these fields to have predictable work hours and adequate time for
life outside of work, they shouldbecomeincreasinglyattractiveto
all students, including those who have been elected to AOA.
Contributors: Investigators acknowledge the assistance of Ms.
Jennifer Faerberg, Association of American Medical Colleges, and
Ms. Jo Wiederhorn, Associated Medical Schools of New York, in
obtaining the source data for this study, neither of whom received
any compensation for such assistance. Investigators also acknowl-
edge the twelve New York State medical schools that participated in
this study by providing the requested data.
Prior Presentations: Preliminary findings of this study were
presented at the Annual Meeting of the Association of American
Medical Colleges, Boston, MA, November 2009 (poster).
Conflict of Interest: None disclosed.
Corresponding Author: Martha S. Grayson, MD; Office of Medical
Education and Department of Medicine, Albert Einstein College of
Medicine, Bronx, NY, USA (e-mail: email@example.com).
1. Alpha Omega Alpha Honor Medical Society. About Alpha Omega Alpha:
Quick Facts. Available at: http://www.alphaomegaalpha.org/quick_
facts.html. Accessed June 17, 2011.
2. Alpha Omega Alpha Honor Medical Society. About Alpha Omega Alpha:
How Members Are Chosen. Available at: http://www.alphaomegaalpha.
org/how.html. Accessed June 17, 2011.
3. Newton DA, Grayson MS, Thompson LF. The variable influence of
lifestyle and income on medical students' career specialty choices:
data from two U.S. medical schools, 1998-2004. Acad Med.
4. Dorsey ER, Jarjoura D, Rutecki GW. Influence of controllable lifestyle
on recent trends in specialty choice by U.S. medical students. JAMA.
Grayson et al.: Impact of AOA Status on Career Choices
5. Babbott D, Weaver SO, Baldwin DC Jr. Personal characteristics, career Download full-text
plans, and specialty choices of medical students elected to Alpha Omega
Alpha. Arch Intern Med. 1989;149:576–80.
6. Golden WE. Initial career choices of medical school honors graduates in
the early 1970s and 1980s. Acad Med. 1989;64:616–21.
7. Jarecky RK, Donnelly MB, Rubeck RF, Schwartz RW. Changes in the
patterns of specialties selected by high and low academic performers
before and after 1980. Acad Med. 1993;68:158–60.
8. Lind DS, Cendan JC. Two decades of student career choice at the
University of Florida: increasingly a lifestyle decision. Am Surg.
9. Thornton J, Esposto F. How important are economic factors in choice of
medical specialty? Health Econ. 2003;12:67–73.
10. Schwartz RW, Haley JV, Williams C, et al. The controllable lifestyle
factor and students' attitudes about specialty selection. Acad Med.
11. Chen PW. Primary care's image problem. The New York Times. Available
Accessed June 17, 2011.
12. Association of American Medical Colleges. Total graduates by U.S.
medical school and race and ethnicity within sex, 2002-2010. Available
at: https://www.aamc.org/data/facts/enrollmentgraduate. Accessed
June 17, 2011.
13. Smith LG. Medical professionalism and the generation gap. Am J Med.
14. Zar J. Biostatistical Analysis. 2nd ed. Englewood Cliffs, NJ:
15. Altman DG. Practical Statistics for Medical Research. Boca Raton, FL:
Chapman & Hall; 1991.
16. National Resident Matching Program. Data and Reports. Available at:
http://www.nrmp.org/data/index.html. Accessed June 17, 2011.
17. Keeton K, Fenner DE, Johnson TRB, Hayward RA. Predictors of
physician career satisfaction, work-life balance, and burnout. Obstet
18. Leigh JP, Tancredi DJ, Kravitz RL. Physician career satisfaction within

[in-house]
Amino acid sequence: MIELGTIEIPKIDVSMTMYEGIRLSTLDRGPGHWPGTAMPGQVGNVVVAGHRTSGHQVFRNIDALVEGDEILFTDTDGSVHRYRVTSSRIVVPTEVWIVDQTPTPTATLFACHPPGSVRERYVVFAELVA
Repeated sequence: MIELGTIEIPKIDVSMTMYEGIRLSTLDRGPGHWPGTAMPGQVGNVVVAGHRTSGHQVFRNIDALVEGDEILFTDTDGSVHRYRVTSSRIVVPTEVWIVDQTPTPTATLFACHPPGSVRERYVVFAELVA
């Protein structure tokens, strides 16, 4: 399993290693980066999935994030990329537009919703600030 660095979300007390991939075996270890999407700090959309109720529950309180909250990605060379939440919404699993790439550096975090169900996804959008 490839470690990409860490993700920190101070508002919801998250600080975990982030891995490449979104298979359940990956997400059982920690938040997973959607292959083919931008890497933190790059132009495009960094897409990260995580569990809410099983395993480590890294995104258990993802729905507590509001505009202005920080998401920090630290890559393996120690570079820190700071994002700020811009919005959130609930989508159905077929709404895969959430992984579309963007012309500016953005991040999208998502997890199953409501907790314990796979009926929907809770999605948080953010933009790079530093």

specialties. BMC Health Serv Res. Available at: http://www.biomedcentral.
com/1472-6963/9/166. Accessed June 17, 2011.
19. Bland CJ, Meurer LN, Maldonado G. Determinants of primary care
specialty choice: a non-statistical meta-analysis of the literature. Acad
20. AmericanCollegeofPhysicians. Solutionstothe ChallengesFacingPrimary
Care Medicine. Philadelphia, PA: American College of Physicians; 2009.
21. Medical Group Management Association Survey Advisory Commitee.
Academic Practice Compensation and Production Survey for Faculty and
Management. Franktown, CO: Glacier Publishing Services, Inc.; 2009.
22. Teitelbaum HS, Ehrlich N, Travis L. Factors affecting specialty choice
among osteopathic medical students. Acad Med. 2009;84:718–23.
23. Rosenblatt RA, Andrilla CH. The impact of U.S. medical students’ debt
on their choice of primary care careers: an analysis of data from the 2002
medical school graduation questionnaire. Acad Med. 2005;80:815–9.
24. Callcut R, Snow M, Lewis B, Chen H. Do the best students go into
general surgery? J Surg Res. 2003;115:69–73.
25. Cockerham WT, Cofer JB, Biderman MD, Lewis PL, Roe SM. Is there
declining interest in general surgery training? Curr Surg. 2004;61:231–5.
26. Russell TR. The surgical workforce: averting a patient access crisis. Surg
Clin N Am. 2007;87:797–809.
27. Kane GC, Grever MR, Kennedy JI, et al. The anticipated physician
shortage: meeting the nation's need for physician services. Am J Med.
28. Association of American Medical Colleges: Center for Workforce
Studies. Recent studies and reports on physician shortages in the U.S.
Available at: https://www.aamc.org/download/75514/data/
recentworkforcestudies2007.pdf. Accessed June 17, 2011.
29. Vernon DJ, Salsberg E, Erikson C, Kirch DG. Planning the future
mental health workforce: with progress on coverage, what role will
psychiatrists play? Acad Psych. 2009;33:187–92.
30. Bodenheimer T, Chen E, Bennett HD. Confronting the growing burden
of chronic disease: can the U.S. health care workforce do the job? Health
31. Barshes NR, Vavra AK, Miller A, Brunicardi FC, Goss JA, Sweeney JF.
General surgery as a career: a contemporary review of factors central to
medical student specialty choice. J Am Coll Surg. 2003;199:792–9.
32. AndersonBL, HaleRW, SalsbergE,SchulkinJ.Outlook forthefutureofthe
Grayson et al.: Impact of AOA Status on Career Choices